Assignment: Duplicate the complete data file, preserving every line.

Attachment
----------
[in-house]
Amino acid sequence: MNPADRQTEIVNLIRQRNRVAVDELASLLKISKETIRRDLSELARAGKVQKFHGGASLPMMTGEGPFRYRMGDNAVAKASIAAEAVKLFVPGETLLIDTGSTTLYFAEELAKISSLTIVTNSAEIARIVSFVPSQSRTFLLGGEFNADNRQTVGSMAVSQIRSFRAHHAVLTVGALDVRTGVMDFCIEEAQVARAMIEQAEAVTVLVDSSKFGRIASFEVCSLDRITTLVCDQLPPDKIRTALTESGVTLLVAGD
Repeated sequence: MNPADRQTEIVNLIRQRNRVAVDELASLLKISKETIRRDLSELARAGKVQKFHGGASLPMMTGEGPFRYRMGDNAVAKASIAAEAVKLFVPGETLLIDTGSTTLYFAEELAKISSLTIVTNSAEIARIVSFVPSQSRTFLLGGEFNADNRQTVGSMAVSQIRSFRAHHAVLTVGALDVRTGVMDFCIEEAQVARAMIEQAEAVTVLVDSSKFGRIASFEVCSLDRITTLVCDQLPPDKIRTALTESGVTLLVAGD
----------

[in-house]
Amino acid sequence: MNPADRQTEIVNLIRQRNRVAVDELASLLKISKETIRRDLSELARAGKVQKFHGGASLPMMTGEGPFRYRMGDNAVAKASIAAEAVKLFVPGETLLIDTGSTTLYFAEELAKISSLTIVTNSAEIARIVSFVPSQSRTFLLGGEFNADNRQTVGSMAVSQIRSFRAHHAVLTVGALDVRTGVMDFCIEEAQVARAMIEQAEAVTVLVDSSKFGRIASFEVCSLDRITTLVCDQLPPDKIRTALTESGVTLLVAGD
Repeated sequence: MNPADRQTEIVNLIRQRNRVAVDELASLLKISKETIRRDLSELARAGKVQKFHGGASLPMMTGEGPFRYRMGDNAVAKASIAAEAVKLFVPGETLLIDTGSTTLYFAEELAKISSLTIVTNSAEIARIVSFVPSQSRTFLLGGEFNADNRQTVGSMAVSQIRSFRAHHAVLTVGALDVRTGVMDFCIEEAQVARAMIEQAEAVTVLVDSSKFGRIASFEVCSLDRITTLVCDQLPPDKIRTALTESGVTLLVAGD